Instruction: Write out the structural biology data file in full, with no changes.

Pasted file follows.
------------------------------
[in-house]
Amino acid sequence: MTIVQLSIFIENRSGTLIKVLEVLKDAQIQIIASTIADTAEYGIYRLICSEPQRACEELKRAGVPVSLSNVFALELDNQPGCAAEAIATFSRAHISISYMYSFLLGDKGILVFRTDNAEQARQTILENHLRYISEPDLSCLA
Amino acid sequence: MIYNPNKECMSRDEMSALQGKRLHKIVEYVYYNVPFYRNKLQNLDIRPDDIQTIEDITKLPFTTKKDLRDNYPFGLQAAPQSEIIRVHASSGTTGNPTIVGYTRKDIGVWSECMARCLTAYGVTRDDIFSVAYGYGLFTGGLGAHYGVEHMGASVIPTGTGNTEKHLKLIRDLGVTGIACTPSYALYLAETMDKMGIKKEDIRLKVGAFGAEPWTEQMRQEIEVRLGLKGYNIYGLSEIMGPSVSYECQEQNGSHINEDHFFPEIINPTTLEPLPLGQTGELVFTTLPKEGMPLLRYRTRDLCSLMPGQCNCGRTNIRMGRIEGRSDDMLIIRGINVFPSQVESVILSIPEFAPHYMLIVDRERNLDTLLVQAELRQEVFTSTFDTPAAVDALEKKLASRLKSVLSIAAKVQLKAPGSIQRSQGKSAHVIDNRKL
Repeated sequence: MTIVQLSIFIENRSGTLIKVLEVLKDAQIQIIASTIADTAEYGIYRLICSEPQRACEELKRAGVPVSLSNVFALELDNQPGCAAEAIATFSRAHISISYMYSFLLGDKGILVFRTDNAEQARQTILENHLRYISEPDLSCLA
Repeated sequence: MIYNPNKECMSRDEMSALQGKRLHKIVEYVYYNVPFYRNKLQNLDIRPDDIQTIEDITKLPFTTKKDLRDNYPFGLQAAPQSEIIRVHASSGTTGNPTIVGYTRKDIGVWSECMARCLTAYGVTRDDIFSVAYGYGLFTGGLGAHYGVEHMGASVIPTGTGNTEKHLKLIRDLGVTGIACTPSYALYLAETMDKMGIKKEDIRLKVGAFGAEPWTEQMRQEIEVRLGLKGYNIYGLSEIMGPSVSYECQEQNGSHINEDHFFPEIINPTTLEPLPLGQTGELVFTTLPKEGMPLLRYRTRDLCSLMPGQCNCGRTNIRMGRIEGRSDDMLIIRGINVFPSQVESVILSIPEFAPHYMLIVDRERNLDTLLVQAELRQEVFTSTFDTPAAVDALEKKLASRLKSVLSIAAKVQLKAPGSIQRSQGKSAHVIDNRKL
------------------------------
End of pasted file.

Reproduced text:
[in-house]
Amino acid sequence: MTIVQLSIFIENRSGTLIKVLEVLKDAQIQIIASTIADTAEYGIYRLICSEPQRACEELKRAGVPVSLSNVFALELDNQPGCAAEAIATFSRAHISISYMYSFLLGDKGILVFRTDNAEQARQTILENHLRYISEPDLSCLA
Amino acid sequence: MIYNPNKECMSRDEMSALQGKRLHKIVEYVYYNVPFYRNKLQNLDIRPDDIQTIEDITKLPFTTKKDLRDNYPFGLQAAPQSEIIRVHASSGTTGNPTIVGYTRKDIGVWSECMARCLTAYGVTRDDIFSVAYGYGLFTGGLGAHYGVEHMGASVIPTGTGNTEKHLKLIRDLGVTGIACTPSYALYLAETMDKMGIKKEDIRLKVGAFGAEPWTEQMRQEIEVRLGLKGYNIYGLSEIMGPSVSYECQEQNGSHINEDHFFPEIINPTTLEPLPLGQTGELVFTTLPKEGMPLLRYRTRDLCSLMPGQCNCGRTNIRMGRIEGRSDDMLIIRGINVFPSQVESVILSIPEFAPHYMLIVDRERNLDTLLVQAELRQEVFTSTFDTPAAVDALEKKLASRLKSVLSIAAKVQLKAPGSIQRSQGKSAHVIDNRKL
Repeated sequence: MTIVQLSIFIENRSGTLIKVLEVLKDAQIQIIASTIADTAEYGIYRLICSEPQRACEELKRAGVPVSLSNVFALELDNQPGCAAEAIATFSRAHISISYMYSFLLGDKGILVFRTDNAEQARQTILENHLRYISEPDLSCLA
Repeated sequence: MIYNPNKECMSRDEMSALQGKRLHKIVEYVYYNVPFYRNKLQNLDIRPDDIQTIEDITKLPFTTKKDLRDNYPFGLQAAPQSEIIRVHASSGTTGNPTIVGYTRKDIGVWSECMARCLTAYGVTRDDIFSVAYGYGLFTGGLGAHYGVEHMGASVIPTGTGNTEKHLKLIRDLGVTGIACTPSYALYLAETMDKMGIKKEDIRLKVGAFGAEPWTEQMRQEIEVRLGLKGYNIYGLSEIMGPSVSYECQEQNGSHINEDHFFPEIINPTTLEPLPLGQTGELVFTTLPKEGMPLLRYRTRDLCSLMPGQCNCGRTNIRMGRIEGRSDDMLIIRGINVFPSQVESVILSIPEFAPHYMLIVDRERNLDTLLVQAELRQEVFTSTFDTPAAVDALEKKLASRLKSVLSIAAKVQLKAPGSIQRSQGKSAHVIDNRKL